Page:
NEW YORK (CNNMoney) -- After a year filled with uncertainty, 2012 has so far been a strong one for stocks. Stronger economic data has helped push the Dow up more than 8% since January.
But it's not so easy for some investors to forget last year's pain. Many retail players are hanging on the sidelines, waiting for a sign that they won't get burned again.
"There is still some skepticism on the part of people who missed the rally," said Bernard Kavanagh, vice president of portfolio management for St. Louis-based broker Stifel Nicolaus. "So despite the strong initial pop, many retail investors are not in the game yet."
Couple that tentativeness with a dearth of economic news, and you have a recipe for volatile trade.
That's how Monday's session went, with little economic or corporate news on the docket. But after a morning of choppiness, stocks held onto modest gains to close the day.
The Dow Jones industrial average () gained almost 7 points, or less than 0.1%, to close at 13,239.13. The S&P 500 ( ) rose 6 points, or 0.4%, to end the day at 1,409.75.
The tech-heavy Nasdaq (), boosted by news from Apple, added 23 points for a 0.8% gain. It closed the day at 3,078.32.
Ahead of the opening bell Monday, Apple said it would pay a quarterly dividend of $2.65 a share. The company will also buy back $10 billion of its own shares over the next three years.
"This is the kind of news that will buoy confidence, especially if it's coupled with signs of life in important areas like employment," said Kavanagh, the Stifel Nicolaus analyst.
Just last week, Apple's stock topped $600 for the first time ever, fueled by record iPhone and iPad sales growth. Apple ( , Fortune 500) shares closed 2.7% higher following the dividend/buyback announcement, to close the day at $601.10 -- its first-ever close above $600.
Also in focus were bank stocks, following reports that the Federal Reserve made some minor corrections to its stress test results. Citigroup (Fortune 500) and Morgan Stanley ( , Fortune 500) shares ended the day higher.,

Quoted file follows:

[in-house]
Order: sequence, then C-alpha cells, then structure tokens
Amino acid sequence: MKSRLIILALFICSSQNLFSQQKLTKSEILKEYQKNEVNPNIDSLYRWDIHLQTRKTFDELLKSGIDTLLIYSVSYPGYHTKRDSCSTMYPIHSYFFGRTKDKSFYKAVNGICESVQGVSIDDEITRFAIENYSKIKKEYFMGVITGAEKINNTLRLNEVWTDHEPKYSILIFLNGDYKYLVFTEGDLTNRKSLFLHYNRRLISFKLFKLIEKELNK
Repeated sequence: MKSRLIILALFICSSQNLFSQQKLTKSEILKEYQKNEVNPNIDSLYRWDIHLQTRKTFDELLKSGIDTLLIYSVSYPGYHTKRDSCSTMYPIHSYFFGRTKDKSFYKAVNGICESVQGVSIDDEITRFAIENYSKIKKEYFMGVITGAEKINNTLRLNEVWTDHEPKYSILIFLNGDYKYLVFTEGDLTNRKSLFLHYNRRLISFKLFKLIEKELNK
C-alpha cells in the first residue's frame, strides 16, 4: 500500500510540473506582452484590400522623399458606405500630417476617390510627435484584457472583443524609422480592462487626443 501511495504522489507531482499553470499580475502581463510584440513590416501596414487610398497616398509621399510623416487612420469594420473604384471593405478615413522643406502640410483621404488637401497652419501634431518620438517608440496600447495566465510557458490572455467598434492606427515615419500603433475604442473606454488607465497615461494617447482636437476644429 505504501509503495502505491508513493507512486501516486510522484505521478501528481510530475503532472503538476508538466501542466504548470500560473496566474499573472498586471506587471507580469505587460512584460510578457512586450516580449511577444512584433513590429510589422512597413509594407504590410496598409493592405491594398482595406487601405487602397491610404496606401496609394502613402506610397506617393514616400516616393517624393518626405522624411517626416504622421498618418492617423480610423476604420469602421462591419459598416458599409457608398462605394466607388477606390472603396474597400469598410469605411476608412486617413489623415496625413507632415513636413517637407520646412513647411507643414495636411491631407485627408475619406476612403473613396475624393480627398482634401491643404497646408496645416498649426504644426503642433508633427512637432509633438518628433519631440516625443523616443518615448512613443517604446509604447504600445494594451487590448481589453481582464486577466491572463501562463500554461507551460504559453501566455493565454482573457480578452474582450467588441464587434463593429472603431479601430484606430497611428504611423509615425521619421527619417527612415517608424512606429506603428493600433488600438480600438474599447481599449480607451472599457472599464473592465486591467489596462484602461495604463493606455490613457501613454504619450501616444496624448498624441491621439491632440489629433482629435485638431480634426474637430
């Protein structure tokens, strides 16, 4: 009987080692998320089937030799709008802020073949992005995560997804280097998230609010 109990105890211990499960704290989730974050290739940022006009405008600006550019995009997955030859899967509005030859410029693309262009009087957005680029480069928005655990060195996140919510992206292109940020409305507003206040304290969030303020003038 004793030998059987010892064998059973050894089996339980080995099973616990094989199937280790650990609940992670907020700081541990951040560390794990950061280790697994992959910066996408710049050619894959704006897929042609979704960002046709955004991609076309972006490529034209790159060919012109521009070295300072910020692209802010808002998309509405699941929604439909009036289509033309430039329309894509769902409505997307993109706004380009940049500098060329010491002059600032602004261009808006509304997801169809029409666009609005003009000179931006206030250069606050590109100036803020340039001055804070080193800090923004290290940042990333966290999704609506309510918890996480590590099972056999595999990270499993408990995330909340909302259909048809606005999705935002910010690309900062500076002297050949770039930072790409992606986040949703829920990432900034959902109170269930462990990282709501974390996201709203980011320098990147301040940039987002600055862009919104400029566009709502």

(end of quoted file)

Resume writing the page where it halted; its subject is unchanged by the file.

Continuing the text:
On Friday, stocks ended mixed although the major indexes all posted gains of more than 2% for the week.
Companies: Shares of Sprint Nextel ( , Fortune 500) closed 4.5% lower after Craig Moffett, an analyst at research firm Sanford C. Bernstein, downgraded the stock to "underperform." Moffett cited, among other issues, concerns about Sprint's ability to sell millions of iPhones given the high costs of network upgrades.
Starbucks (Fortune 500) will open its first Evolution Fresh juice bar on Monday in Bellevue, Wash., four months after the coffee giant acquired the juice business. Starbucks will also start distribution of the brand to grocery stores on Monday.,
Shares of Domino's Pizza () ended 3.4% higher after the company announced a one-time dividend of $3 per share to be paid on April 2.
Housing will be in focus this week, with reports due on new home sales, housing starts and existing home sales.
While recent reports on the job market and the banking sector have given credence to beliefs that the economy is on the mend, the housing market is still struggling. Last month, the National Association of Realtors said home prices fell to their lowest point in more than a decade in January.
Oil for April delivery gained $1.03 to settle at $108.09 a barrel.
Gold for April added $11.50 to settle at $1,667.30 an ounce.
Bonds: The price on the benchmark 10-year U.S. Treasury fell, pushing the yield up to 2.36% from 2.30% late Friday.
World markets: European stocks ended lower on Friday. Britain's FTSE 100 ( ) and the DAX ( ) in Germany each lost less than 0.1%, and France's CAC 40 ( ) fell 0.5%.
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